The sales success of stockbrokers who were high and low Machs was evaluated by the size of the commissions earned by the individuals in the two organizational contexts. In the loosely structured organizations, such as Merrill Lynch, the high Machs had more clients and earned fully twice as many commissions as the low Machs. On the basis of this impressive finding, one might be tempted to conclude that Machiavellianism is a successful strategy of social influence in general. However, in the more tightly structured organizations, the low Machs earned twice as much money on commissions as the high Machs. This study illustrates a key point about the Machiavellian social strategy of influence—its success is highly context-dependent. Thus, Machiavellianism is not a social strategy that works all the time. Social situations with lots of rules do not allow high Machs to con others, tell lies, and betray those who trust them with impunity. In these situations, the high Machs get caught, sustain damage to their reputations, and are often fired. In more fluid occupational contexts, high Machs succeed because they can wheel and deal, move quickly from one situation to another, and exploit the opportunities available in these less rule-bound settings.
A number of studies suggest that Machiavellianism is a social strategy in which practitioners are quick to betray others (Wilson et al., 1996). Is there direct evidence that high Machs betray more often than other people do? In one laboratory study, participants were given an opportunity to steal money in a worker-supervisor situation (Harrell & Hartnagel, 1976). The participants played the role of workers. They were supervised by a person who acted trustingly and who stated that he or she did not need to monitor the workers closely. In this study, the high Machs were far more likely to steal from the trusting supervisor than were the low Machs. A full 81 percent of the high Machs stole money, as contrasted with only 24 percent of the low Machs. Furthermore, the high Machs who did steal took a larger amount of money than those few low Machs who stole, they tended to conceal their theft, and they lied more often to the supervisor when questioned about the theft.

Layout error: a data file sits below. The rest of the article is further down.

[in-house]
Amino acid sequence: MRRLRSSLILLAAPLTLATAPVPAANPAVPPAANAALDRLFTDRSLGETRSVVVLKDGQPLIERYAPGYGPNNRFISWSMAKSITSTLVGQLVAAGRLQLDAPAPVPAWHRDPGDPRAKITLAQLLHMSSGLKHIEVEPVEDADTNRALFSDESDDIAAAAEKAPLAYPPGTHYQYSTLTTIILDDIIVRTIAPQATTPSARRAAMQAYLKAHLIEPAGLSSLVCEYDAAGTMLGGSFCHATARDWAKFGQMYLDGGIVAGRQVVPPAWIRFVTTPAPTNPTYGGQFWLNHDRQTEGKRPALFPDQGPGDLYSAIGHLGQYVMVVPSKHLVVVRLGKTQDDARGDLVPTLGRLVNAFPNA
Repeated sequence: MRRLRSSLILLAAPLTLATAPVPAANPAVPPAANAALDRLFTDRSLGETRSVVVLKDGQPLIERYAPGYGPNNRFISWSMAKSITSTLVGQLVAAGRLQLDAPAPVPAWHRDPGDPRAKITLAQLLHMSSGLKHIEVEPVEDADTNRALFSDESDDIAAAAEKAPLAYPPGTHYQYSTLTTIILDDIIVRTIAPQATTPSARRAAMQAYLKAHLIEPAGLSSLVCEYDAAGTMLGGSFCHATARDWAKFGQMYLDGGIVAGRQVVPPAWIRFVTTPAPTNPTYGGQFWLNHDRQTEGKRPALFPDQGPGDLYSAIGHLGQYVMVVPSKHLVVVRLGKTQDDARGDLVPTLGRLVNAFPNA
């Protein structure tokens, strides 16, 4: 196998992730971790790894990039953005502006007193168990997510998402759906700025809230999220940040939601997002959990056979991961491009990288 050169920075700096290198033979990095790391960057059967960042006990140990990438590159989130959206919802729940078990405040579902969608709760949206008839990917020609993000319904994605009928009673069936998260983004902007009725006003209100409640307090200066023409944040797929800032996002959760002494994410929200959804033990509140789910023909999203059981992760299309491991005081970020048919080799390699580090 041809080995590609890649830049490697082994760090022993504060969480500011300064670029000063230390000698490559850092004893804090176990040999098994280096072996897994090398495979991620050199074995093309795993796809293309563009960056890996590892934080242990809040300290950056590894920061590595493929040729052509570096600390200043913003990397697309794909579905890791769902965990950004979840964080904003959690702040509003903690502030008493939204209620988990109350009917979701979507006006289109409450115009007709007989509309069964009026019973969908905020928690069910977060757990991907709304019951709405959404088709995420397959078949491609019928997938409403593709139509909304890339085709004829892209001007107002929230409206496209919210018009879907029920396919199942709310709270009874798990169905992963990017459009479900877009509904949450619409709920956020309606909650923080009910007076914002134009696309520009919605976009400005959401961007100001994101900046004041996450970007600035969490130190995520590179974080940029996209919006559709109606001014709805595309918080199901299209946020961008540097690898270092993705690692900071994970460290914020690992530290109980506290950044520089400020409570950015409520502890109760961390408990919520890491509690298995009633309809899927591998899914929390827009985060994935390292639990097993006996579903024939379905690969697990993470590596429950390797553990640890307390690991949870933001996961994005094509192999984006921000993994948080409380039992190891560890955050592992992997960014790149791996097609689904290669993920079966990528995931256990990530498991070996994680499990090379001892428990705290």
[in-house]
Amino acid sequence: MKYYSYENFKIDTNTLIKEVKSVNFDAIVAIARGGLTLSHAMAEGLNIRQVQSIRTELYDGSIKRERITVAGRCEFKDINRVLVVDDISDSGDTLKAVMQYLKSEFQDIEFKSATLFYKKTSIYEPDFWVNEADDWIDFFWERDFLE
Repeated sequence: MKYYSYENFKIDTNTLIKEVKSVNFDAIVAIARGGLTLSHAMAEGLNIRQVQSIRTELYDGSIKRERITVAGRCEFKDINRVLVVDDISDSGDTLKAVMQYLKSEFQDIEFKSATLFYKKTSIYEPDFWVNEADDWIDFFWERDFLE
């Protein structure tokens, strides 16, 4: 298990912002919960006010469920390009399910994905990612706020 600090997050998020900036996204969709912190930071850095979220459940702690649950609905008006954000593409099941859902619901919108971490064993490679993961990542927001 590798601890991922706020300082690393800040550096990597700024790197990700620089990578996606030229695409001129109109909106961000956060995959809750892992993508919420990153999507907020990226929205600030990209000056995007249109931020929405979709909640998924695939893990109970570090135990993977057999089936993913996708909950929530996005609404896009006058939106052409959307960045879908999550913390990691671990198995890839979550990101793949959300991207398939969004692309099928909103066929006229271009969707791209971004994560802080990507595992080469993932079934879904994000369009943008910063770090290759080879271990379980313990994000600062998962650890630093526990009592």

Not only do high Machs lie and betray others' trust more than low Machs, but there is also evidence that they make more believable liars (Exline et al., 1970; Geis & Moon, 1981). In one study, high and low Machs were instructed to cheat on a task and then to lie to the experimenter about having cheated (Exline et al., 1970). The experimenter then became increasingly suspicious and questioned the participants about whether they had cheated. The high Machs were able to maintain greater eye contact than the low Machs. Fewer of the high Machs than the low Machs confessed. Finally, when rated by judges who had no prior knowledge of the participants' scores on the Machiavellianism scale, the high Machs were judged to be better liars than the low Machs.
The manipulative tactics used by the high Machs extend to the romantic and sexual domains. High Machs, compared to their low Mach peers, are more likely to feign love in order to get sex (e.g., "I sometimes say 'I love you' when I don't really mean it to get someone to have sex with me"), get a partner drunk in order to induce the partner to have sex, and even express a willingness to use force to achieve sex with an unwilling partner (McHoskey, 2001). And as in other types of relationships, high Machs are more likely to cheat on their romantic partner and to be sexually unfaithful with other people. Interestingly, all of these links between Machiavellianism and specific tactics of manipulation are stronger for the male than for the female sample.
The Machiavellian strategy has many advantages, but it also has costs. By betraying, cheating, and lying, the high Mach runs the risk of retaliation and revenge by those who were exploited. Furthermore, the high Mach is more likely than the low Mach to incur damage to his or her reputation. Once people acquire reputations as exploitative, other people are more likely to avoid them, and refuse to interact with them. In short, the high Mach strategy seems most effective in contexts that are loosely structured and perhaps short-term, so that the manipulator can quickly escape to another social context before incurring the costs associated with reputational damage.